KYLES FORD, Tenn. (WJHL) – One of the most biologically diverse rivers in the world, the Clinch River, flows through Tennessee and Southwest Virginia.
It is home to more than 130 species of fish and more than 40 species of freshwater mussels.
Now, one of its most important species of mussels is in a rapid decline.
In 2016, biologists with the U.S. Fish & Wildlife Service started finding thousands of dead pheasant shell mussels in the river. Since then, they’ve been researching the cause and are hoping to determine an exact diagnosis.
“The Clinch River is really amazing,” said U.S. Fish & Wildlife Biologist Rose Agbalog. “It’s a biodiversity hot spot, over 100 species of freshwater fishes, 46 species of freshwater mussels and it really is a gem.”
Agbalog has helped research the cause of the die off of pheasant shell mussel since 2016.
The mussels are filter feeders and provide a number of services to the ecosystem.
“One of the most important is that they are cleaning our water, so large-bodied animals, like the pheasant-shelled, can filter 15 to 20 gallons of water a day and they pull out things like algae, and bacteria and organic matter,” she said. “They can also pull out heavy metals and toxins.”
In one 200-meter stretch of the Clinch River in Kyles Ford, Tennessee, the pheasant shell population dropped from an estimated 94,000 mussels in 2016 to less than 14,000 in 2019.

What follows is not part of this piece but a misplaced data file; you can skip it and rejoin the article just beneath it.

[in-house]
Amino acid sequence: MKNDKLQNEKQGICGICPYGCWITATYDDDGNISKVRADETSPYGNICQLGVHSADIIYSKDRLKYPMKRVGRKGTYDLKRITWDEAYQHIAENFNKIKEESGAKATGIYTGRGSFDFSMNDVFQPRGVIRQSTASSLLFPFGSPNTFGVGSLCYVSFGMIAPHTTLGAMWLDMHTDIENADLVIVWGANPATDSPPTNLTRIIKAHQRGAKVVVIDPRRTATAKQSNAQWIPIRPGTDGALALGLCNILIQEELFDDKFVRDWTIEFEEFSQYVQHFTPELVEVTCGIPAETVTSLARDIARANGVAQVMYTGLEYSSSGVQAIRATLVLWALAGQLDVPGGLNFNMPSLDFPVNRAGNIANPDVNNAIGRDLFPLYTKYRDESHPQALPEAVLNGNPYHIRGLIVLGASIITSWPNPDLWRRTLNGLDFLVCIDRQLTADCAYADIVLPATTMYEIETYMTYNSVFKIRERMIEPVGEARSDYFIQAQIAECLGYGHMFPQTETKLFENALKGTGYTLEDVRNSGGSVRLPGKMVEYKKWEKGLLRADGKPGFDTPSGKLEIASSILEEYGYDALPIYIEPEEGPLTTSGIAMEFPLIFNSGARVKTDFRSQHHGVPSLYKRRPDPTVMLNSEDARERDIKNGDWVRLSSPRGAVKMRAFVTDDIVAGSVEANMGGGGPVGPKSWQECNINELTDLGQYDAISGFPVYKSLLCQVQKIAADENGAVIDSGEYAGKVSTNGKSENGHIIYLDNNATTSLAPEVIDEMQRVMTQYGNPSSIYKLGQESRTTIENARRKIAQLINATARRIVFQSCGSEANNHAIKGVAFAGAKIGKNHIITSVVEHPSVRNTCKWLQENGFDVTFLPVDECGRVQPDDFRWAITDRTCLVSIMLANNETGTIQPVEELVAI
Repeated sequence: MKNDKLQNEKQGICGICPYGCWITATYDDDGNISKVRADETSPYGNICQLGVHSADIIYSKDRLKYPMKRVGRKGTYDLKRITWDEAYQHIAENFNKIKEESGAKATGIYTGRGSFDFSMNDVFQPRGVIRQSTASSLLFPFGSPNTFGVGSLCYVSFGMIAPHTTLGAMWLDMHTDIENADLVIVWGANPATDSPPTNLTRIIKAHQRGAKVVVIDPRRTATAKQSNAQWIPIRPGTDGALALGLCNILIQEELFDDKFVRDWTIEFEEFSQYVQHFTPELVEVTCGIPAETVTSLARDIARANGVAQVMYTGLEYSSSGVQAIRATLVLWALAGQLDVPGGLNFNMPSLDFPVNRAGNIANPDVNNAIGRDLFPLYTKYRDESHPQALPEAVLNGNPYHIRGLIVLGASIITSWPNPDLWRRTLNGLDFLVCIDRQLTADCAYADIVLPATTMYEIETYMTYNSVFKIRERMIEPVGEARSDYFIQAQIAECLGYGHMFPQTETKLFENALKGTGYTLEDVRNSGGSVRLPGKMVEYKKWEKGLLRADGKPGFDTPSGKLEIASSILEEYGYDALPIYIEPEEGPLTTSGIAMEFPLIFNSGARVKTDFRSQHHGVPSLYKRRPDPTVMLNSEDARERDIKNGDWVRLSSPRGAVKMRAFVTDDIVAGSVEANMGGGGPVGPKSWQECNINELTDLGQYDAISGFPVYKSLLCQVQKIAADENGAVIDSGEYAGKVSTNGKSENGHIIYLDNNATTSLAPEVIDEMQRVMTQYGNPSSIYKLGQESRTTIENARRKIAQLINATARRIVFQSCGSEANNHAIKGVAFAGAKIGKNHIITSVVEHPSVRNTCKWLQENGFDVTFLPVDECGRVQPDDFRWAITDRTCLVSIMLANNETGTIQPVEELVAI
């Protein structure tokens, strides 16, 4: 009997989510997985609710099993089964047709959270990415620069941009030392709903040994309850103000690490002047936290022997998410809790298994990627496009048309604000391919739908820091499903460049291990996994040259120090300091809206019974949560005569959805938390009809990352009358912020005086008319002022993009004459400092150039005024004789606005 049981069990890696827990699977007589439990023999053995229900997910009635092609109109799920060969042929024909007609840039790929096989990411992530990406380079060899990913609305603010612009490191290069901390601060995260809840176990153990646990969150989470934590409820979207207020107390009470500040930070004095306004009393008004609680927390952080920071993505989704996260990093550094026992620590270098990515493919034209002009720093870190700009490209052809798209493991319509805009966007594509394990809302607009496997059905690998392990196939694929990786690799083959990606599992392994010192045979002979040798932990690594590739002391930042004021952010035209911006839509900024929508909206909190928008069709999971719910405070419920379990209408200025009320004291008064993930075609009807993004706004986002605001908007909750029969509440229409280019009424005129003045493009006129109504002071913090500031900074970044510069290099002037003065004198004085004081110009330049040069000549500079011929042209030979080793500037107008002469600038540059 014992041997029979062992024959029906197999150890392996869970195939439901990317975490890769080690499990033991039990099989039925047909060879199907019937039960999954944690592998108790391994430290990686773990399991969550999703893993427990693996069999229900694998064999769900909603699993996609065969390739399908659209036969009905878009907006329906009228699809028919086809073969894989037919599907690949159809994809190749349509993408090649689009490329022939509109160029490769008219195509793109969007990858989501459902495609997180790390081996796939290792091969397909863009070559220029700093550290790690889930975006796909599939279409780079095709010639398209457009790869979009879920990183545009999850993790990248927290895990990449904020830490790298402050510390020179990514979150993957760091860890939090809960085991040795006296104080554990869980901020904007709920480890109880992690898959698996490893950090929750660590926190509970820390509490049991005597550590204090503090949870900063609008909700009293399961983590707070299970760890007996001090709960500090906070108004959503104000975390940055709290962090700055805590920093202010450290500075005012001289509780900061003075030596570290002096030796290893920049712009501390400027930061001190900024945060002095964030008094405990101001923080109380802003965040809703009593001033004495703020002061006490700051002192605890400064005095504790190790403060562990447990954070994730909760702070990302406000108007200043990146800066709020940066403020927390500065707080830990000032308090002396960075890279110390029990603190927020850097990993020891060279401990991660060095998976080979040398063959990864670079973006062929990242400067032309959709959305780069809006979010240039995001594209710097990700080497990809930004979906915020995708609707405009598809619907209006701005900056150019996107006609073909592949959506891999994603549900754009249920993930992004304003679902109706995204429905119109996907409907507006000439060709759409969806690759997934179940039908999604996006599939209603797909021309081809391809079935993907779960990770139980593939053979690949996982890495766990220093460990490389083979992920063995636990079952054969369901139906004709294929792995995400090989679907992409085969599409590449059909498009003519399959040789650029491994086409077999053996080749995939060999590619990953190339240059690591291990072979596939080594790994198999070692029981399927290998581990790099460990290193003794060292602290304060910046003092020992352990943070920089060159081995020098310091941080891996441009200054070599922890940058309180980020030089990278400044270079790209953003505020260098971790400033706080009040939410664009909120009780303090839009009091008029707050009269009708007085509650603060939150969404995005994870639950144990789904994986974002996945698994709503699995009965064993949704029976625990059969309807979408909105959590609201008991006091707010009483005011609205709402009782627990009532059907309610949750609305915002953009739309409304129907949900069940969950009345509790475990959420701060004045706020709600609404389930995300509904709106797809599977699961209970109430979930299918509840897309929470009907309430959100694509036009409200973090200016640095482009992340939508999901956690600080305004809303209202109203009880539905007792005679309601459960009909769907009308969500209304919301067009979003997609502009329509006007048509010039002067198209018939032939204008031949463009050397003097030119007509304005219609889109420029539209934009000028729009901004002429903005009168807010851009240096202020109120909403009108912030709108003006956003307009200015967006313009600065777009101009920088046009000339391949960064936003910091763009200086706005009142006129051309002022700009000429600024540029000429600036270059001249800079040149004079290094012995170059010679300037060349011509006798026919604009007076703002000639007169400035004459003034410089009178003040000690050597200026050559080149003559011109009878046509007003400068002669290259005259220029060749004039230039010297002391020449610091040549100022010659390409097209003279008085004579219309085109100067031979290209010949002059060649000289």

“At the same time we started seeing these patterns of mortality in the Clinch River, researchers in Washington State and Spain started seeing similar patterns or mortality in their species,” said Agbalog.
Agbalog’s colleague, Jordan Richard, said the team of researchers has seen a number of viruses, bacterium and parasites statistically associated with the dying mussels.
“The proximate cause could be that there’s some sort of infectious disease that’s killing them, but then the ultimate cause could really be something bigger,” said Richard, “so they could be sick and dying from a disease, but they only got that disease because something has changed with climate change or changing rivers or pollution, something else sort of triggered it.”
However, Agbalog says more lab work is needed to pin-point an exact cause.
“Unfortunately at this point, we don’t really have a smoking gun,” said Agbalog.
Richard said they hope to be close to a definitive diagnosis of the cause by the end of the year.